Dear eighth grader,
It’s me, and I’m going to tell you some of the most important information you’ve ever heard.
You’re young. You have not screwed up your life, no matter how many classes you’ve failed, friends you’ve lost, or relationships you’ve ended. You didn’t even begin high school yet, so don’t worry.
If anybody tells you to grow up and not have fun, they’re wrong; and if anybody tells you not to grow up and just have fun, they’re also wrong.
Growing up does not have to be a boring thing. Your development through your teenage years is important, and if growing up means breaking off relationships that don’t grow you, then so be it. If growing up means realizing the importance of your education, so be it. If growing up means knowing what you want out of life, so be it.
Some days, school will overwhelm you, and if you want to play sick and stay home, do it, but make those days count. Rest and use it to your academic advantage. Get so much rest you wake up ready and prepared to face school the next day.
Make the school days count. Teachers will hand out busy work, but all work related to education has some significance to it. If your teacher won’t tell you what it is, find it. Nothing in this world will be handed to you, even if it seems like it is. Busy work will just be busy work if you make it busy work.
Read a lot of books. Don’t just read from one genre. Expand. Read some classics. Read some romance, some horror, some non-fiction, some fiction, some religion.
Write. Start a blog. Write short stories. Write letters to your friends. Write for your school website, school newspaper, local newspaper. Write a novel. Pour your heart and soul into your school writing assignments.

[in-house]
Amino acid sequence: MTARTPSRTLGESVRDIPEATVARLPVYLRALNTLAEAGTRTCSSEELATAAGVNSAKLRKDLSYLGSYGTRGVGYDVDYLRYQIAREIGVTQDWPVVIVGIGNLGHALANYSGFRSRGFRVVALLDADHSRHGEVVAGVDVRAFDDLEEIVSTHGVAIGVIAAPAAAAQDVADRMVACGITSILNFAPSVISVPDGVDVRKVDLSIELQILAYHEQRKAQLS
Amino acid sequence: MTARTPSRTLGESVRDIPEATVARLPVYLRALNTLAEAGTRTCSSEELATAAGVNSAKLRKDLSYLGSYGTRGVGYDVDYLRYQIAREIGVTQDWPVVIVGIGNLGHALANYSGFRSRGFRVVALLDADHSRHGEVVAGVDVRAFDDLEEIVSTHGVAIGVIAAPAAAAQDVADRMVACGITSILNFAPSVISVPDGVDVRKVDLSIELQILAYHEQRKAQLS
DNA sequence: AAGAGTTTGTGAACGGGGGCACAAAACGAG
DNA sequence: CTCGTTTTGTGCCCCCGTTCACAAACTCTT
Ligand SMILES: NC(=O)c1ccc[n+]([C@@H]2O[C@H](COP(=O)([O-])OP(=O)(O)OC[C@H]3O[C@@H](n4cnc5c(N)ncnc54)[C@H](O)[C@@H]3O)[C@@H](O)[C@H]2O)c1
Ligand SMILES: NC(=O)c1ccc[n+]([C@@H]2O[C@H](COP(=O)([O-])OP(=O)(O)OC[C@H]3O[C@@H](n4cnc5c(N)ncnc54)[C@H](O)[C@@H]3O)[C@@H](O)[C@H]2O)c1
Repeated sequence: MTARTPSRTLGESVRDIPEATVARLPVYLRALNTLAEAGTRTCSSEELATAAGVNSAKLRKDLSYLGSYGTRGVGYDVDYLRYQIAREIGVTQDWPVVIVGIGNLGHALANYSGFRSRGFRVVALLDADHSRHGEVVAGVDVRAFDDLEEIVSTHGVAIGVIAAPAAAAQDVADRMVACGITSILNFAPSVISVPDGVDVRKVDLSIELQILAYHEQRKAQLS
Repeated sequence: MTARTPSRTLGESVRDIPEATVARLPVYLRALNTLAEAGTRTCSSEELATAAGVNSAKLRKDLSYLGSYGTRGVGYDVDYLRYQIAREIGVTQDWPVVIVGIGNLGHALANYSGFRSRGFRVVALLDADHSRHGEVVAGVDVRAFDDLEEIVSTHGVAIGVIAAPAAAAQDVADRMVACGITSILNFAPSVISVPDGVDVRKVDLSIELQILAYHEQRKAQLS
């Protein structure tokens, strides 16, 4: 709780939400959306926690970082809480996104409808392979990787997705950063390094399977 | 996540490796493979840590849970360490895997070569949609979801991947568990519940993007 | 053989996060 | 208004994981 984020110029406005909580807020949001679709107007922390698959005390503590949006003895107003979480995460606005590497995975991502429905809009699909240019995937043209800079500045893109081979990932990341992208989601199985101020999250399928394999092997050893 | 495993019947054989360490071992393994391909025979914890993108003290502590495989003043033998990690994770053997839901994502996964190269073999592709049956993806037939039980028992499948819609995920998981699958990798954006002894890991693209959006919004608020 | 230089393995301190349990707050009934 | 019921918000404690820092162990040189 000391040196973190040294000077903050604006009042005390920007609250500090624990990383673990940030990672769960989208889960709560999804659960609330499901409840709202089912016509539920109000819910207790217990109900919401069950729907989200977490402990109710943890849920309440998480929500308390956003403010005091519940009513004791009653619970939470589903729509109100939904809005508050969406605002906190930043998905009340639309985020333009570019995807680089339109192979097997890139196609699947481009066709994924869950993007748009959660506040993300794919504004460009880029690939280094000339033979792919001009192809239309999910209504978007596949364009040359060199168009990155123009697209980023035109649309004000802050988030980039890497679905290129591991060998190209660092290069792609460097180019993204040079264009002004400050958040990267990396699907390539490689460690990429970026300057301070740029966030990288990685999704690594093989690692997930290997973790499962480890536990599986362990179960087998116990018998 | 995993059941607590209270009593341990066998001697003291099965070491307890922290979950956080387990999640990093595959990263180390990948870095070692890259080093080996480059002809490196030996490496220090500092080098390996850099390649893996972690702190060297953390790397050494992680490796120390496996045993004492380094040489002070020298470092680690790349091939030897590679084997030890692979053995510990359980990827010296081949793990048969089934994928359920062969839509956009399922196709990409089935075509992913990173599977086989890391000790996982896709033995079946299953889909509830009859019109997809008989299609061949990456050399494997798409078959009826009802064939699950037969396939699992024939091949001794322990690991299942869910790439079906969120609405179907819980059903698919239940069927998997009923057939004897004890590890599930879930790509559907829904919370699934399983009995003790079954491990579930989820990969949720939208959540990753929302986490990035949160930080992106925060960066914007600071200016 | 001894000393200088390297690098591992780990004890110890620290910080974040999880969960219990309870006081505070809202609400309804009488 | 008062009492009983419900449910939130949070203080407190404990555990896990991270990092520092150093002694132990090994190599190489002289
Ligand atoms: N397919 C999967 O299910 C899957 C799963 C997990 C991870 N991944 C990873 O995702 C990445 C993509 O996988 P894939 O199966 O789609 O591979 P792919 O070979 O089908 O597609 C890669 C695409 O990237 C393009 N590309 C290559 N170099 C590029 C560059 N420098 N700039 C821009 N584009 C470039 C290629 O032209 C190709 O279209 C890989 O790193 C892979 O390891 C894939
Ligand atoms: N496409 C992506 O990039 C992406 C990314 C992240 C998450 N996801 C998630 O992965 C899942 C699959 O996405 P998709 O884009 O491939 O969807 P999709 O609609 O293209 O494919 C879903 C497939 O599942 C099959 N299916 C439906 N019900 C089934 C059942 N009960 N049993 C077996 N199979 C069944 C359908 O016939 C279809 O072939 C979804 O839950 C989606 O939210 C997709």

Dig deep. Why so surfaced? Why scratch the surface when you can plumb? Why not give meaning to everything? Life is beautiful when absolutely anything and everything has meaning.
Say thank you, and tip your waiters, baggers, bust boys $1. It’s not much, but you don’t have much, you’re eighth grade: share what you do have. Hold the door open and don’t expect to hear a thank you because half the time, you won’t. Pick up something that someone else drops and hand it to them. When you’re up at 5AM on Sundays, climb on the roof, watch the sun rise. Look at clouds. Talk to mom. Call your dad. Not around? Call a friend. E-mail a teacher. Talk to people. Gain perspectives. Expand your horizons. Swim when you go to the beach. Smile at the people you walk by on your way to your restaurant table. There is nothing wrong with being nice.
Allow yourself to be vulnerable. You might get hurt, but you’ll learn. Nothing comes without a lesson. Open up. Share your stories. Let them change the people around you. Let them change you.
Look for colleges. Request information. Four years will fly by. Take the SATs as soon as you can. It’s better to be three days early than a minute too late. Look for internships. Look for educational opportunities. Start clubs. Can’t find opportunities? Make them. Don’t let people tell you that you can’t. Write essays. Apply for every scholarship out there. You’re a unique individual and there are tons of scholarships; there’s something out there for you.
Your classmates have been watching you, and if you’ve always been a star, they’ll want to be the moon. Even your closest friends will desire to outshine you. When your classmates push, you’ll fall. Not all teachers are excellent, some will think you are dumb. Some teachers will believe you copy work. Don’t let that get to you. A good educator is an open-minded one. Any teacher who makes you feel less than ambitious isn’t a good one. It’s not them, it’s you. Learn how to study independently and stay true to who you are.
Wish I’d Heard These Words Before